By taking the two groups out of their comfort zones, the workshop became an equalizer. “They met on equal footing,” Salinger explained. In this workshop, the two groups came together as collaborators. Both the students and police officers had the same poetry writing experience. The Literacy Consultants used the same writing prompts and exercises with both, so that they would be equally prepared when brought together. By approaching the workshop at the same writing level, the police officers and students were more comfortable working together. While the police officers had more sophisticated vocabulary, they had no more experience writing poetry than the students.
Soon, the police officers were no longer seen as adversaries, but instead, as people whom the children could trust. The children got to know the police officers as people beyond their uniforms. “It was good for them to get together and hear about each other’s perspectives,” Caszatt said. “Hearing how the situation affected the police officer helped them see [the police officers] in a different light.”
On February 14, community members gathered at Eastlake City Hall to hear the police officers and middle school students read their poetry aloud.
“To hear the kids read the poetry and hear the poems they wrote together was really cool,” Caszatt said. It was also rewarding to see the changes in kids’ confidence. One of Caszatt’s favorite memories—and one that she will never forget—is watching an autistic child read aloud for the first time, in front of 50 community members at City Hall.
One of the central themes in the project was the library’s essential role in the community. “The library is a community anchor,” Caszatt said. Libraries are one of the few remaining public places that serve people across all age ranges. Because of their unique range in audiences, libraries play a critical role in community building, especially through local partnerships. As a community gathering place, libraries must leverage their ability to partner with local organizations, whether it’s with a business, local nonprofit, police or fire department.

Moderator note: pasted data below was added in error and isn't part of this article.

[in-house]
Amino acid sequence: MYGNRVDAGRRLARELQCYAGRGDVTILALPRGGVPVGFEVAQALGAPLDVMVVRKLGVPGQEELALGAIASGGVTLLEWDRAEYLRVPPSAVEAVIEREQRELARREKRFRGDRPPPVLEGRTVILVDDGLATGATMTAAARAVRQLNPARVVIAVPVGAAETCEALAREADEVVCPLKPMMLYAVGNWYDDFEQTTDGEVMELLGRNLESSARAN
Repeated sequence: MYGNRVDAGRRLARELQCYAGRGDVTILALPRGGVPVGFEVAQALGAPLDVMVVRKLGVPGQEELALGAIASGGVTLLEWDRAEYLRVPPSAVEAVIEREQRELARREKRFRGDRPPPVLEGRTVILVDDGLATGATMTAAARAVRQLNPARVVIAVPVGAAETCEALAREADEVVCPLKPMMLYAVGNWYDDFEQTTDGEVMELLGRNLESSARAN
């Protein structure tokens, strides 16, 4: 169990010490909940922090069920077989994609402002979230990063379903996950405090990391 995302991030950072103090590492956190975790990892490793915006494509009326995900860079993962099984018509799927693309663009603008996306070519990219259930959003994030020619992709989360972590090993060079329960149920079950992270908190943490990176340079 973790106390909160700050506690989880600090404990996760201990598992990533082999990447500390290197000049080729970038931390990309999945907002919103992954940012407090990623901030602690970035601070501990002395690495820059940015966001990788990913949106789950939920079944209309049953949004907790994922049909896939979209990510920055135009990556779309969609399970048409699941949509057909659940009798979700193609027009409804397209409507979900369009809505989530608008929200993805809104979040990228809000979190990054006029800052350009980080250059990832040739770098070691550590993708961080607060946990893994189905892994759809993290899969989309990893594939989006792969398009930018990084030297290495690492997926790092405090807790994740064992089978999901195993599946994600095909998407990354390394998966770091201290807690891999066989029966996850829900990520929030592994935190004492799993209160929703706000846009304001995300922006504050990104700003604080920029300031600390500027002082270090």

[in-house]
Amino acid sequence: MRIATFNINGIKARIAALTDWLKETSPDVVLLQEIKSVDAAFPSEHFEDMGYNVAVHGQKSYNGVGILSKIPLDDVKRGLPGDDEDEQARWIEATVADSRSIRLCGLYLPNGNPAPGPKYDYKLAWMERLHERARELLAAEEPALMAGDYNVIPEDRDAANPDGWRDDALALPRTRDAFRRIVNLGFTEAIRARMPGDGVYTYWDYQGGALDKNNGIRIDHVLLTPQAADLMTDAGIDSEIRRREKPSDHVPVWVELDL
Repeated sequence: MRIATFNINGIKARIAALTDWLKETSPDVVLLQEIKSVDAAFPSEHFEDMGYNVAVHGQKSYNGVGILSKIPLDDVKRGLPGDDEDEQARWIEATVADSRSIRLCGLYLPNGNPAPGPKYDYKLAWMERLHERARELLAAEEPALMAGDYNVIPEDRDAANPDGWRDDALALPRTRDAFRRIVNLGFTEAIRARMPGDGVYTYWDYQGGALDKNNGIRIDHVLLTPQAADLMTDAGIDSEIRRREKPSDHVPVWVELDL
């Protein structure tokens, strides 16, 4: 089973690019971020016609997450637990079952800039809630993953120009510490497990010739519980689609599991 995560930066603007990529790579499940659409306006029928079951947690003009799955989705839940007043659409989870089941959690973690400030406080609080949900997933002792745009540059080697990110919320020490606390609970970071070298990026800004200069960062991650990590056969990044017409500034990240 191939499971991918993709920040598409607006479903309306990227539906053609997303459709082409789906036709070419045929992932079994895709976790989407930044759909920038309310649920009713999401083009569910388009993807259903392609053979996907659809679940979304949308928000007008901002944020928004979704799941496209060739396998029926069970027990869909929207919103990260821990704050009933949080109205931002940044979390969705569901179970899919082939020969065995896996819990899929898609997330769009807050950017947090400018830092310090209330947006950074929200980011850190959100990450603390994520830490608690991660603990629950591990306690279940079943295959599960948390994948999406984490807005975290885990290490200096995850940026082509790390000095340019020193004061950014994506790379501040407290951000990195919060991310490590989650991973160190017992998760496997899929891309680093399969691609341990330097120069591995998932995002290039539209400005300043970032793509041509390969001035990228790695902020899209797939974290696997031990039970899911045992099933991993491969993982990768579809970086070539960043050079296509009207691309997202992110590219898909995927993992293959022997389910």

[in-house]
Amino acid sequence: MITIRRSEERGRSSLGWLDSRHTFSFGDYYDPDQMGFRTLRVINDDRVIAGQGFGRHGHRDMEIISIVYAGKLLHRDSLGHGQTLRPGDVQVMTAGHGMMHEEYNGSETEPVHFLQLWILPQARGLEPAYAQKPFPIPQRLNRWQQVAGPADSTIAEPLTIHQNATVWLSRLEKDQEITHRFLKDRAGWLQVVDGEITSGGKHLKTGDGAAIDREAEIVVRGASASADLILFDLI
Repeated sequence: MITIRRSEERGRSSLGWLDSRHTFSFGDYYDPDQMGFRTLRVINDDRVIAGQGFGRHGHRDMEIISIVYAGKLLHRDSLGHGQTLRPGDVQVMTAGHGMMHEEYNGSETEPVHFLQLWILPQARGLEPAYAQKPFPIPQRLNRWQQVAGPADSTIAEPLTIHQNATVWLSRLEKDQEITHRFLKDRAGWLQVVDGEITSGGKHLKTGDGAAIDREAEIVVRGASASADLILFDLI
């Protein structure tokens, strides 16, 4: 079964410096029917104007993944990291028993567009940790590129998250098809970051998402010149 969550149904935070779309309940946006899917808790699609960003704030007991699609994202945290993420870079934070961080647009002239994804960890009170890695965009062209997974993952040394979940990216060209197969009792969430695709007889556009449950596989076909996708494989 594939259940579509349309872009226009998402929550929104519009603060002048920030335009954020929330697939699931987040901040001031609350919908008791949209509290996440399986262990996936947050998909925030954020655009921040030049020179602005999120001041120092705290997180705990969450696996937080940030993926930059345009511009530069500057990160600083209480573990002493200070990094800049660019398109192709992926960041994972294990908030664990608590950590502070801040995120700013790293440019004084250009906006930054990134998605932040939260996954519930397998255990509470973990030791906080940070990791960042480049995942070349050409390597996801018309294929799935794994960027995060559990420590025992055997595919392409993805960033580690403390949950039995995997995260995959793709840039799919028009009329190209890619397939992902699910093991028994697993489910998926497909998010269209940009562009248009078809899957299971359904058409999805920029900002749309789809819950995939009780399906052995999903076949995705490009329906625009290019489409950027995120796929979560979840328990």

“For us, our success going forward is based on community and partnerships and who we can work with to raise awareness about what public libraries do in a community,” Caszatt said. Chief Reik emphasized the positive impact of community involvement. “Anything we do that gets us involved with the community, and gives kids another opinion on police officers, is important.”
Looking forward, Caszatt and the Literacy Consultants hope to see a similar project implemented in the future. “I think we built a great model where, with a little training, we could train poets to do this in other locations,” Holbrook said. By having a common framework, and building from a step-by-step process, teachers and other professionals will be able to lead their own workshops. Both emphasized the importance in creating strong relationships between police officers and students as early as possible to build trust.
To the Eastlake community, “If These Streets Could Talk” became more than just a poetry workshop. It became a reflection and powerful example of how a community can come together through effective communication. “As a society, improving our communication skills does nothing but help us,” Holbrook said. “We need to know how to talk to each other and tell a story.”
Grant Project Name: If These Streets Could Talk
G2S Project Code: 2016-OH-77622
Year Awarded: 2016
Recipient: Willoughby-Eastlake Public Library
Lori Caszatt, Project Director, Willoughby-Eastlake Public Library